ASEAN is riding the wave of China's growing economy, but it should remain alert, agile and aware as it navigates a future fraught with uncertainty.
In the second half of 2022, the Chinese Communist Party (CCP) will convene its 20th Party Congress - possibly the most important political event for China in this decade, and one that will be watched very closely by the rest of the world.
Observers expect a major leadership shakeup, where the outcomes will shape the country’s trajectory in the years ahead.
This event is a particularly important one for ASEAN, given China’s tremendous influence in Southeast Asia. And regardless of what happens, it is undeniable there will be implications for the region’s policies, economies and development.
Speaking at Maybank’s Invest ASEAN 2022 event in June this year, Dr Tan Kong Yam, Professor of Economics at Nanyang Technological University (NTU), noted that ASEAN countries so far have been the "chief beneficiary" of China’s economic transition amid changing geopolitical dynamics and supply chain disruptions.
The regional bloc has benefitted from the global supply chain shift thanks to its favourable cost structures. The challenge now is to remain alert to change and nimble to adapt, rather than slip into complacency, said Dr Tan.
An uncertain world order
Invest ASEAN 2022
It is clear that a large cloud of uncertainty hangs over the world, driven by developments such as the COVID-19 pandemic and the Russia-Ukraine war.
Yet China’s responses to these developments have only thrown up questions about its place in a shifting world order - issues that ASEAN needs to pay close attention to.
The Russia-Ukraine conflict has seen China play both sides, for example, Dr Tan noted. While China has sought to take a neutral stance, calling for a peaceful solution, it has also yet to condemn Russia’s actions.
Domestically, its strict zero-COVID policy and tightened regulations on growth sectors, particularly technology, have dented the confidence of foreign businesses and investors. Many remain worried that China’s policy U-turns and state-controlled business interests could obstruct growth and opportunity.
That said, Dr Tan believes that having been the biggest beneficiary of globalisation in the last 40 years, China is also unlikely to undermine it. As long as China keeps expanding its economy, it will bring ASEAN countries along for the ride.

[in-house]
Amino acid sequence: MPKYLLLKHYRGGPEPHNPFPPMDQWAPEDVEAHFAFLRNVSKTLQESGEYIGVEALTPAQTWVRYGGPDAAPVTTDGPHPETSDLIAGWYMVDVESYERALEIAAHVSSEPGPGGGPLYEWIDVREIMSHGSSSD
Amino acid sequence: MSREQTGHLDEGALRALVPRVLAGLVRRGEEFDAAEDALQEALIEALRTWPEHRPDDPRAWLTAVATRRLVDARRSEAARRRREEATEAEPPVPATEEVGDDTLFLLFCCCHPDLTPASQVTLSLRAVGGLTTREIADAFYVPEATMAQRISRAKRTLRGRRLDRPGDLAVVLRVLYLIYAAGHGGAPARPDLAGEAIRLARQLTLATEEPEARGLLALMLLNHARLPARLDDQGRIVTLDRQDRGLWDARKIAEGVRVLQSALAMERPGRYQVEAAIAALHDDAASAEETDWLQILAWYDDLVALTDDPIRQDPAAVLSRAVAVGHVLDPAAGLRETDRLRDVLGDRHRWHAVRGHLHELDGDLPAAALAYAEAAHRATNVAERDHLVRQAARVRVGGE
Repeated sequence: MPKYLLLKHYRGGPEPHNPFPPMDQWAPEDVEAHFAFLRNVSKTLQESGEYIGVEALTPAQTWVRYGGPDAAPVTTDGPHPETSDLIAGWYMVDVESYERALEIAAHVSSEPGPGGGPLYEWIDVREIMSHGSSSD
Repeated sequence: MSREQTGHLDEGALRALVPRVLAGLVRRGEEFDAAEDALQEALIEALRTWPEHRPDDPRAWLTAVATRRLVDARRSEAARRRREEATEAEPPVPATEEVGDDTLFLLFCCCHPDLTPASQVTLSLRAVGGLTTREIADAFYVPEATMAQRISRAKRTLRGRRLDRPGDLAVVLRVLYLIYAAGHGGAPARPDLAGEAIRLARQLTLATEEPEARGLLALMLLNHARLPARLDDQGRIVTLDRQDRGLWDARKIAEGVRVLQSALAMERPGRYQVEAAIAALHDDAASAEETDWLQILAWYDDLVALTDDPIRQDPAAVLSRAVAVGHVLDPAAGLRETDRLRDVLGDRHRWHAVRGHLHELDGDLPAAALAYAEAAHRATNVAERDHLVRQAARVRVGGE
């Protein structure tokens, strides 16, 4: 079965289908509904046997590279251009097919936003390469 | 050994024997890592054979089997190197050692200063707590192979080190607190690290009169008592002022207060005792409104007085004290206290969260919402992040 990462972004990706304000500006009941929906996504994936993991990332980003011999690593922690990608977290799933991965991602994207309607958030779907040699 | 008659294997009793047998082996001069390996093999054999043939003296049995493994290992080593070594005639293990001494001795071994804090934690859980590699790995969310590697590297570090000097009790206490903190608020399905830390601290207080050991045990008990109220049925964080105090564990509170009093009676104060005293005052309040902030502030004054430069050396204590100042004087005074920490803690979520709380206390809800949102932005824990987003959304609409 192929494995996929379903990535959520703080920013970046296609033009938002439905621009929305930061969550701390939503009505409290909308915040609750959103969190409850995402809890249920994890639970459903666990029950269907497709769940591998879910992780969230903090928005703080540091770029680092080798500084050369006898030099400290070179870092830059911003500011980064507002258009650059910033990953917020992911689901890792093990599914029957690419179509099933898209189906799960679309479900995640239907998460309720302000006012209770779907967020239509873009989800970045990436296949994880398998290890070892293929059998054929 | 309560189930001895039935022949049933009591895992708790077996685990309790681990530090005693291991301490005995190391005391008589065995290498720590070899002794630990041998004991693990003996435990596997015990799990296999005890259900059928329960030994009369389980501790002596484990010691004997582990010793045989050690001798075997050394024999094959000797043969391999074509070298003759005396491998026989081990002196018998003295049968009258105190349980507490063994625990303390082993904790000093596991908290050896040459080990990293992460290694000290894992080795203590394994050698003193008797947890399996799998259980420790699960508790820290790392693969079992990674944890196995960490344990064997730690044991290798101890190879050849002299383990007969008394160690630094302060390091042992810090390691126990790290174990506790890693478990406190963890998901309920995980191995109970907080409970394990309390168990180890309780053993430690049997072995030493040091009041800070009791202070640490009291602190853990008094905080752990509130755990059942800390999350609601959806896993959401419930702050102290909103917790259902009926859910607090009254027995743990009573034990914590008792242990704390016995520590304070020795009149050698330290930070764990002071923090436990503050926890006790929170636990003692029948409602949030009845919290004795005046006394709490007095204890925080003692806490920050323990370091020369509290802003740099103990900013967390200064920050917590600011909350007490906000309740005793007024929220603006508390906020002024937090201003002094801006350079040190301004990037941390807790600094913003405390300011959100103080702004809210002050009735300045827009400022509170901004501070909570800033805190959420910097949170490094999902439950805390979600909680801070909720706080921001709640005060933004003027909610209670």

Even as China moves into a new era, there will be new pockets of opportunity. Its drive towards technological independence, for one thing, will help uplift the region.
Dr Tan said that it will likely take another 10 to 15 years before China catches up with the technological capabilities of the US. But the country’s strategic thinking in up-and-coming areas such as environmental, social and governance (ESG) will put it at the forefront of innovations the world needs for the future.
This includes focusing on electric vehicle (EV) manufacturing instead of pushing to compete with long-time automotive combustion engine players such as Toyota and BMW.
China also leads the world in key sustainability metrics such as wind and solar energy. The National Energy Administration notes that China’s total renewable energy capacity exceeded 1,000GW in 2021, a total of 43.5 per cent of the country’s total power generation capacity.
As China’s largest trading partner, there is much for ASEAN to gain from a greater focus on such innovation-driven capabilities in the region.
Already, China-ASEAN relations have helped realise rapid developments in areas such as digital connectivity, e-commerce and smart cities, among others. The Regional Comprehensive Economic Partnership (RCEP) Agreement, which entered into force in January 2022, is poised to accelerate these exchanges and mutual benefits.
Find balance, stay nimble
But growing too close to China could also spell challenges. One risk that ASEAN economies face, said Dr Tan, is its increasing dependency on China’s actions and performance.
He cited World Bank econometric estimates that depicted how a 1 per cent point slowdown in China’s Gross Domestic Product (GDP) could result in a GDP dip of 1.3 per cent for Singapore, 0.8 per cent for Malaysia, 0.6 per cent for Indonesia, 0.5 for the Philippines and 0.4 per cent for Thailand.
Tensions in the South China Sea also show that the relationship some ASEAN countries have with China has never been simple.
ASEAN will need to learn how to balance the risks and opportunities in the face of an increasingly assertive China, said Dr Tan.
To this end, it is crucial that ASEAN finds a balance in its relationship with China, and also with the rest of the world. "It is in the interest of ASEAN to have US, Japan and other countries balance up as investors," Dr Tan added.
"ASEAN has to be careful not to trip on her high heel," he said, pointing to how prior to the rapid elevation of the regional bloc’s relations with China over the past decade "nobody bothered to ask her to dance".
China’s growing influence in the region is inevitable. And countries in the region must continue to learn how to balance their interests and needs against a growing power. In the age of elephants, the rabbit, with its nimble feet, lives to fight another day.